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Human Rights

Bolivia's track record

In the 1960s and 1970s, when ruled by a succession of military regimes, Bolivia developed a bad record for human rights violations, as well as repression of key labour sectors (such as the mineworkers). Some of the worst human right violations took place in 1980-82 during a succession of particularly vicious military governments. Since then, one of the most conflictual areas has been in the Chapare region of Cochabamba, source of much of the coca used in the manufacture of cocaine.

Bolivia is the world's third largest producer of coca leaf, a crop which has many harmless traditional uses but is also an ingredient for the manufacture of cocaine. Bolivia has been one of the largest recipients of US anti-narcotics aid, provided both in money and in kind (training and advice by US DEA agents based in Bolivia). During the 1990s, particularly during the Banzer government (1997-2001), Human Rights Watch reported allegations of serious human rights abuses by Bolivian security agents and US military personnel in areas targeted for forcible coca eradication. Since his election in 2006 President Morales, formerly leader of a coca growers' union, has increased the area of permitted coca cultivation while calling on families to exercise 'restraint' and 'responsibility' in permitted production for traditional uses.

In 2003, 67 civilian protesters were killed in El Alto, a low-income township adjoining La Paz, when army personnel opened fire on demonstrations over the government's gas policy. An official investigation was criticised for failing to ensure military co-operation; and in May 2004 the Constitutional Court awarded jurisdiction over the affair to civilian, rather than military, courts.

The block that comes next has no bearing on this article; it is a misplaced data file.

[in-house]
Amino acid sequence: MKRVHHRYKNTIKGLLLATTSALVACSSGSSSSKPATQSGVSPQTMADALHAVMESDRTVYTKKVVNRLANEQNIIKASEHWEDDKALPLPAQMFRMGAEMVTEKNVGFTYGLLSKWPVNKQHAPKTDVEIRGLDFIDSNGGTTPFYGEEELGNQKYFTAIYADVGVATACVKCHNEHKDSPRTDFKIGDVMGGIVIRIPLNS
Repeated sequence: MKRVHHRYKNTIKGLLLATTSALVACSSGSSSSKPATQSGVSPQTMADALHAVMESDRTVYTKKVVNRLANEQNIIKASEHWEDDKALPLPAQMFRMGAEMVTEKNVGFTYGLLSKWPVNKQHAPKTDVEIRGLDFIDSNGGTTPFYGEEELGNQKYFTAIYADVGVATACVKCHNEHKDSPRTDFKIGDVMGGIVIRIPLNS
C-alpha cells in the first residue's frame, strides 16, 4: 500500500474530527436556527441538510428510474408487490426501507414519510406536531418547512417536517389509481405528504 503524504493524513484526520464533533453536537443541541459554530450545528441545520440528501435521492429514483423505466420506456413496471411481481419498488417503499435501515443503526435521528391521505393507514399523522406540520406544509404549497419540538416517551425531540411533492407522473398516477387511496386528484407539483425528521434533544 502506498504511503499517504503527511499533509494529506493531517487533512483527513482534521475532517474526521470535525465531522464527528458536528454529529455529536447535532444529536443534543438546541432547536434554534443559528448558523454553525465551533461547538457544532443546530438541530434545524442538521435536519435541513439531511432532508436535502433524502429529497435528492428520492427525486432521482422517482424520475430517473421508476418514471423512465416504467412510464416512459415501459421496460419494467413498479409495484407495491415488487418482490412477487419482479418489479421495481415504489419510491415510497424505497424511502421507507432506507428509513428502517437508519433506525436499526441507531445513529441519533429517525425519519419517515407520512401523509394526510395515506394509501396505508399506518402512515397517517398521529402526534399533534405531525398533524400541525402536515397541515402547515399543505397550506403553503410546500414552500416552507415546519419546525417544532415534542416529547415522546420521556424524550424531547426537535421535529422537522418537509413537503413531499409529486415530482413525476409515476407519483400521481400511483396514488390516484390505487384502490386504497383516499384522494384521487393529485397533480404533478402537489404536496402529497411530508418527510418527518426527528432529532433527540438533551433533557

In 2005, Amnesty International expressed concern over the human rights consequences of widespread political unrest. A sharpening of political crisis and confrontation saw social mobilisation, strikes and blockades resulting in the overturning of the presidency of Carlos Mesa in June and the eventual election of Evo Morales in December 2005. Amnesty expressed the view that the crisis 'ha[d] its roots in the violation of the economic, social and cultural rights of marginalized groups'.* Many of the incidents had to do with land disputes and occupations by landless groups, and Amnesty concluded that the economic rights of Bolivia's indigenous communities were not being upheld. Prison overcrowding and child labour were also reported as concerns.

* Source: Amnesty International open letter to presidential candidates, Dec 2005

A further violation of human rights took place in September 2008 in the northern department of Pando when elite-backed vigilantes killed a number of protesting peasants near the community of Porvenir.  Other than this incident, international human rights organisations have not pointed to egregious violations of such rights, although the Morales administration has been criticised for acting in a high-handed manner in dealing with opposition-backed demonstrations.

Bolivia has no death penalty for ordinary crimes, and has ratified the statutes of the International Criminal Court, ICC.

Human Rights Organisations in Bolivia

These include the Asamblea Permanente de Derechos Humanos de Bolivia, based in La Paz, and Centro de Estudios Jurídicos e Investigación Social (CEJIS) based in the Santa Cruz region.

See also: UN General Assembly Adopts Declaration on the Rights of Indigenous Peoples

United Nations Office of the High Commissioner for Human Rights, Bolivia homepage